What’s worse than a water leak? A closed sewer line! Drains can be another source of problems. Slow drainage in the sink, tub, or dishwasher is a red flag of a possible clogged sewer line. In older homes, sewer drains may be blocked, collapsed, or down.
Houses with septic systems may not have had their septic maintained or cleaned out, and that can lead to a problem developing during the sales process. Most septic systems are maintained by inserting Rid-X in the drains monthly, which helps maintain the “good bacteria” that break down the solid waste.
Water heaters may present challenges during the home sales process. In California, the water heater must be strapped and secured at specific intervals. It must also comply with building codes to ensure the gases are ventilated, the temperature is adjusted, and the pressure valve is working.
In areas where weather freezes the pipes and fixtures, vacant homes must be winterized to prevent damage. Event occupied homes should have insulated pipes to prevent them from freezing and bursting.
In hot weather regions, vacant houses should have the water turned on. If not, the clean water in the toilet evaporates, allowing sewer gases to escape. That causes toxic fumes as well as a horrific odor that scares off home buyers. Also in hot areas, lack of water will cause the landscaping to dry up and wither away, detracting from the curb appeal.
And the one thing we don’t think about often, and yet it is more common than you think, is a cockroach infestation in sewer lines. A recent plumbing video from the roof vent all the way down to the sewer later at the street of a listing showed the entire pipeline was infested with giant cockroaches reveling in the water waste. As a buyer who would want to eradicate pests, it would be challenging to completely eliminate the source.
Solving Plumbing Problems: Preventive maintenance helps sellers avoid plumbing problems during the sales transaction. That includes cleaning and replacing fixtures, not pouring grease down a drain, flushing the garbage disposal, draining the water heater and checking the anode rod annually, and physically inspecting the house for leaks. Any plumbing repairs should be made by a licensed plumber, and of course the sellers should keep the receipts in case the buyer requests them.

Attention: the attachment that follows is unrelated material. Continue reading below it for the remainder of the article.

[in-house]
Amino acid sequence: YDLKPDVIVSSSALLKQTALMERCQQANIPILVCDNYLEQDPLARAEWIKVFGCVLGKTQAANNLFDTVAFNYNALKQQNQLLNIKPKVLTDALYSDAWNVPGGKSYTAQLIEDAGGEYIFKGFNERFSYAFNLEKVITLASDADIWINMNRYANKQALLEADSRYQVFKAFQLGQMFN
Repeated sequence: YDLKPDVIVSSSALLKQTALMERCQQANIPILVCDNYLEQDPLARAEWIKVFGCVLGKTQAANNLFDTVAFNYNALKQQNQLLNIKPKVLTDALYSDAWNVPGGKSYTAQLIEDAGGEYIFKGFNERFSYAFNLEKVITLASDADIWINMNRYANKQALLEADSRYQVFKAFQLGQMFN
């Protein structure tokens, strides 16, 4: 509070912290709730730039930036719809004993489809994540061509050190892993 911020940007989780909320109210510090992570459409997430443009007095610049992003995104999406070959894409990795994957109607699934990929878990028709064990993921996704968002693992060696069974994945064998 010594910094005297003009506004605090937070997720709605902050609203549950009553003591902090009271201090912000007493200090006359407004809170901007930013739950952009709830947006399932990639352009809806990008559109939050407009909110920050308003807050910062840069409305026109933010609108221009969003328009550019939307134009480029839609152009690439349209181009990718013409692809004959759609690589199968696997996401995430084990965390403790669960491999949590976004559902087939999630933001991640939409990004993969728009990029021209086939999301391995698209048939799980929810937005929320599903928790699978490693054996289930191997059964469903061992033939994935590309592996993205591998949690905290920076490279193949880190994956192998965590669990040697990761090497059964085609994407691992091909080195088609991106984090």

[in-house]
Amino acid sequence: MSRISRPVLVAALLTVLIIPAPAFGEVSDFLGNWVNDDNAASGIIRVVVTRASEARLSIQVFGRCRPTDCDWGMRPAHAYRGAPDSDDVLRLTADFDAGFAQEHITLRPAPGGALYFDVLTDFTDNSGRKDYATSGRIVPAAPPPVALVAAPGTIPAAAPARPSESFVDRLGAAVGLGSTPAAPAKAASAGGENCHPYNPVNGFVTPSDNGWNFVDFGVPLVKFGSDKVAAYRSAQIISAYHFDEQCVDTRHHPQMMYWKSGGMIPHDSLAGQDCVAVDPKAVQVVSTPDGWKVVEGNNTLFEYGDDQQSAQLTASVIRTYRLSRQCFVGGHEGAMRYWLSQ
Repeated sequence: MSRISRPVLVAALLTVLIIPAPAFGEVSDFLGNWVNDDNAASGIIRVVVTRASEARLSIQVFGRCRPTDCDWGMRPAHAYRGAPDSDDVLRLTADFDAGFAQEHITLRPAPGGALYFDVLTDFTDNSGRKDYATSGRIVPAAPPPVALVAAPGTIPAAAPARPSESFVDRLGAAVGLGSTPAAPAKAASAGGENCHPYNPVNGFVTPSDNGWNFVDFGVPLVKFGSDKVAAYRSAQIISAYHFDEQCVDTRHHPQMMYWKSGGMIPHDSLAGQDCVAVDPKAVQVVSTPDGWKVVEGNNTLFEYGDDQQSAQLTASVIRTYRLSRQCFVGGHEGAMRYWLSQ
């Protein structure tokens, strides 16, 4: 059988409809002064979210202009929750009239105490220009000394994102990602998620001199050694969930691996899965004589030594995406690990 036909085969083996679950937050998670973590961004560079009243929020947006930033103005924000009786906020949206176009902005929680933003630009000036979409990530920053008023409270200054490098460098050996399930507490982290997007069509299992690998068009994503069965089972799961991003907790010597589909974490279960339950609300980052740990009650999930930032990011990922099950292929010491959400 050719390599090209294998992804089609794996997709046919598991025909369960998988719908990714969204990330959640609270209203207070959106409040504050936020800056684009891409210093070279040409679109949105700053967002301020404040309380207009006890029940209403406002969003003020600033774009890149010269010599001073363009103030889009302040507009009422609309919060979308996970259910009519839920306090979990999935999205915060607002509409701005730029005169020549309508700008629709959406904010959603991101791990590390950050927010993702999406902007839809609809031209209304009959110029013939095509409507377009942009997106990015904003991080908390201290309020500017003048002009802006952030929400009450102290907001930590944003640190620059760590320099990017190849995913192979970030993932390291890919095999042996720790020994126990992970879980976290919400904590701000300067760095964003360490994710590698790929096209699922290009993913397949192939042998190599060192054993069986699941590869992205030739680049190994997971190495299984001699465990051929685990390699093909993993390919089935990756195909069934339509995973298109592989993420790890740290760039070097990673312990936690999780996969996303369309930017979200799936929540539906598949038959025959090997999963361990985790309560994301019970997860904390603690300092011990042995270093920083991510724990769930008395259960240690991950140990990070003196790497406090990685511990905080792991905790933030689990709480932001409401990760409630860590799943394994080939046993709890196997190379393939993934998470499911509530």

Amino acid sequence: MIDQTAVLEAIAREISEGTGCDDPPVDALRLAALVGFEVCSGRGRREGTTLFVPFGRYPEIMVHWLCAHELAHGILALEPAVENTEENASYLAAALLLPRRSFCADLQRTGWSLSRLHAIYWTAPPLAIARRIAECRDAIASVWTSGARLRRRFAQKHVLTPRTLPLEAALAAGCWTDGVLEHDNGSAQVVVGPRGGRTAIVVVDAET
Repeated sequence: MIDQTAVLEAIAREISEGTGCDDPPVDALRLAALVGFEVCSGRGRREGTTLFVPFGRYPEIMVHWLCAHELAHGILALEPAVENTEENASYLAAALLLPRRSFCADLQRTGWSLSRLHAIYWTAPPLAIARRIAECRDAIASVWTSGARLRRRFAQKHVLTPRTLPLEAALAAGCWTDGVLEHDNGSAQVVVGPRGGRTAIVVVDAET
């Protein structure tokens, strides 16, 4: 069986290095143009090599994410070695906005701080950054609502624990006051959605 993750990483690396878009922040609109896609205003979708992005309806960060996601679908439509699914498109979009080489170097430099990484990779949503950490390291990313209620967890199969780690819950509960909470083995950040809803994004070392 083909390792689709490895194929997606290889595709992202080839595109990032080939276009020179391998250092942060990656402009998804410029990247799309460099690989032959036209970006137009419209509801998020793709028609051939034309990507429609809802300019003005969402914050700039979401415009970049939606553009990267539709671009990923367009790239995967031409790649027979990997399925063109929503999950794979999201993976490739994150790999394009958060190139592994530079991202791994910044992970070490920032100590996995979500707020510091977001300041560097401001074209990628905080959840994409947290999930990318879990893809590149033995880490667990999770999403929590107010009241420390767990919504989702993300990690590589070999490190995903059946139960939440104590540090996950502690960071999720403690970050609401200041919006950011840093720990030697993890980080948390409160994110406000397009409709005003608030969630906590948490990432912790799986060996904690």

To prevent that “worst case scenario” of a listing becoming unsellable due to a plumbing problem, listing agents can help their sellers secure a home warranty that takes effect upon signing the listing contract. Sellers do not have to wait until their house is sold to protect it with a home warranty.
Now that you know the basics of plumbing, you can understand how pipes affect your listing and your buyers. You can recognize potential problems. The MLS listing will be accurate. Lastly, as a real estate agent, you also know when it’s important to refer your client to a licensed plumber. Be recognized as the expert real estate advisor because you know the lingo!
Article is also published in The San Diego Realtor® magazine, pages 24-25.
Read more in our "Learn the Lingo" series:
1) Backyard & Outdoor Structures: Learn the Lingo
2) View From the Windows: Learn the Lingo
3) Architectural Styles: Learn the Lingo - Part 1
4) Architectural Styles: Learn the Lingo - Part 2
5) Learn the Lingo: Luxury Bathrooms
6) Learn the Lingo: Fences & Gates
7) Learn the Lingo: Vintage Features of Historic Homes
8) The Kitchen: The Heart of the Home Can Be Gourmet
9) The Gourmet Kitchen: Everything and the Kitchen Sink
10) Open the Door of Possibilities (Exterior Doors)
11) The Difference a Good Door Makes (Interior Doors)
13) Sustainable and Eco-Conscious Home Features (Part 1)
14) Sustainable and Eco-Conscious Home Features (Part 2)
15) Sustainable and Eco-Conscious Home Features (Part 3)
16) Roof Architecture – Don’t Let it Go ‘Over Your Head’
17) Let There Be Light Fixtures ... And There Are Many!
18) A Discussion of Ceilings Will Have You Looking Up
19) Fireplaces: Literally the Hearth of the Home
20) Learn the Lingo of Walls
21) Apply Your Knowledge to Major Appliances
22) Don't Be Floored By this Topic: It's Right Under Your Feet
23) HVAC / Mechanical Lingo
24) Rural Properties - A Sustainable Life "Off the Grid"
25) Land Usage, and Showing & Selling Rural Properties
26) The Dramatic Effect of Stairs and Staircases - A Flight of Fancy?
27) Electrical Components - Get Wired for Understanding
28) Learn the Lingo: Plumbing Fixtures (Part 1 of 2)
29) Learn the Lingo: Plumbing Fixtures (Part 2 of 2)
30) Swimming Pool and Spa Lingo